Saturday, April 25, 2009
Cost has been wowed by an article appearing in the most recent issue of "Political Behavior" that examines the political effect that Jon Stewart has on his audience. The article is written by a former colleague of mine, Jonathan Morris, who, along with Jody Baumgartner (both at East Carolina University) have cornered the market on the political effects of Jon Stewart, David Letterman, Jay Leno, and Fox News on our political system.
In this particular article, the author wants to know if Stewart was more critical of Republicans than Democrats during the 2004 party conventions and if so, whether that caused his audience to become more critical of the Republican nominee--George W. Bush. The findings? That Stewart (and his cast) were far more critical of Republicans than Democrats (which really is no mystery), and that the audience did indeed turn more critical towards Republicans during their convention than they did when the Democrats held theirs.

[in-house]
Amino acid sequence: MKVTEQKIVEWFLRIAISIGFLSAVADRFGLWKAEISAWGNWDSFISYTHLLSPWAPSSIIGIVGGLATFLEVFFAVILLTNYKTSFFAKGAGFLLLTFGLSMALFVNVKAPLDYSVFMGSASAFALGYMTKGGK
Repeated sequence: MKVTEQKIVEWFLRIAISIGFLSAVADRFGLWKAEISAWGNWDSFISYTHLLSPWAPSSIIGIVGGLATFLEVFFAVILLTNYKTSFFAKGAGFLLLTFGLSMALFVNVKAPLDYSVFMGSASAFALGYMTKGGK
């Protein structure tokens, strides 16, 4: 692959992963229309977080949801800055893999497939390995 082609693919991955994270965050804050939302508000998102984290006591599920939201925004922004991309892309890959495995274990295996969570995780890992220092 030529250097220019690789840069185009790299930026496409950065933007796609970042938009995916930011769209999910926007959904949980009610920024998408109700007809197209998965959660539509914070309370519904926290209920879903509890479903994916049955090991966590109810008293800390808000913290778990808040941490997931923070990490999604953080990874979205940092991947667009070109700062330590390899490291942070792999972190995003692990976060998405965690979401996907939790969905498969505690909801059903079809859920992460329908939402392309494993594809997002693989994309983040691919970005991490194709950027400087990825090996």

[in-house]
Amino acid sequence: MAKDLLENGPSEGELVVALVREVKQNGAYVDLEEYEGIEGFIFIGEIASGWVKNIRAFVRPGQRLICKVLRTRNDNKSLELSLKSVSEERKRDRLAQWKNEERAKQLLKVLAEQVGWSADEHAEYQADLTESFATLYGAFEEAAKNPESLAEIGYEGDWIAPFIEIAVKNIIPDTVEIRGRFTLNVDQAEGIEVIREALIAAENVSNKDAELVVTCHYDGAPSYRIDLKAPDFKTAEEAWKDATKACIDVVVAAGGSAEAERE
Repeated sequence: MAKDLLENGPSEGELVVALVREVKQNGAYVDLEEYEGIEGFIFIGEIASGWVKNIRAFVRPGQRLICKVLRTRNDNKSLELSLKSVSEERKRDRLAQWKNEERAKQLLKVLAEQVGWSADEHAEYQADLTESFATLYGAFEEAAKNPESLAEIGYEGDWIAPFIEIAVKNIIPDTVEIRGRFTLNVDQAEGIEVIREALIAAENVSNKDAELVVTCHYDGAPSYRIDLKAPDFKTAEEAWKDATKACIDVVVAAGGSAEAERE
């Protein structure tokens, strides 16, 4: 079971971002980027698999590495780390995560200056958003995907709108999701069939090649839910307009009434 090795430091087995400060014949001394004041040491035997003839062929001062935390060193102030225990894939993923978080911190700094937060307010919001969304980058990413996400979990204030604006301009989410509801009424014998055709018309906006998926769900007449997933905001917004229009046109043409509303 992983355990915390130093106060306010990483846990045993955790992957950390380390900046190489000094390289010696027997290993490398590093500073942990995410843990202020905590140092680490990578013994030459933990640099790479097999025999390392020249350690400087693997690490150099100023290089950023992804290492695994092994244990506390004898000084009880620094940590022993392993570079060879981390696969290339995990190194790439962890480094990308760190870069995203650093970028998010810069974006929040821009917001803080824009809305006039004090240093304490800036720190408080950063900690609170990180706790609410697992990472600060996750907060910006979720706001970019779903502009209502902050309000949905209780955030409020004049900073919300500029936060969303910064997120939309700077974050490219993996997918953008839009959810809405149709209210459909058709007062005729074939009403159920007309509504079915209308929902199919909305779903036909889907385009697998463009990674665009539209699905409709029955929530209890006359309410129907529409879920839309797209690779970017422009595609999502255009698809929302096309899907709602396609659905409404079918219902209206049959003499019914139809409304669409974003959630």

In Cost's analysis of the paper, he notes that one should not take this finding too far since Stewart's audience size is "fewer than Adult Swim on Cartoon Network and just 1.2% of the total number of people who voted for President last November." And that most of his audience is predisposed to be critical towards Republicans anyways.
While the caveats are warranted, there is something that Cost leaves out. There is an impact that is not considered in his analysis. It is what Matt Baum calls the "watercooler effect." The conversations that individuals have with friends and co-workers based on what they see or hear that interests them. So what of the network of the individuals who watch Stewart everynight? This "secondary" or "ripple" effect of individuals who may the cherished "Independents" of American politics, whose vote could go either way and look to important cognitive shortcuts to make their decision? At the voting booth, do they recall what their (best friend/girlfriend/boyfriend/spouse/brother/sister/boss/etc) had to say about Republican policy based on what they saw from "The Daily Show"? Or, what about the individuals--again the "Independents"--who see a posting of Stewart on YouTube after they were sent there via email from a friend?
All I am saying is that, sure, there are limits to the influence that Stewart has, but while we should caution against over-estimating, we should also caution against under-estimating.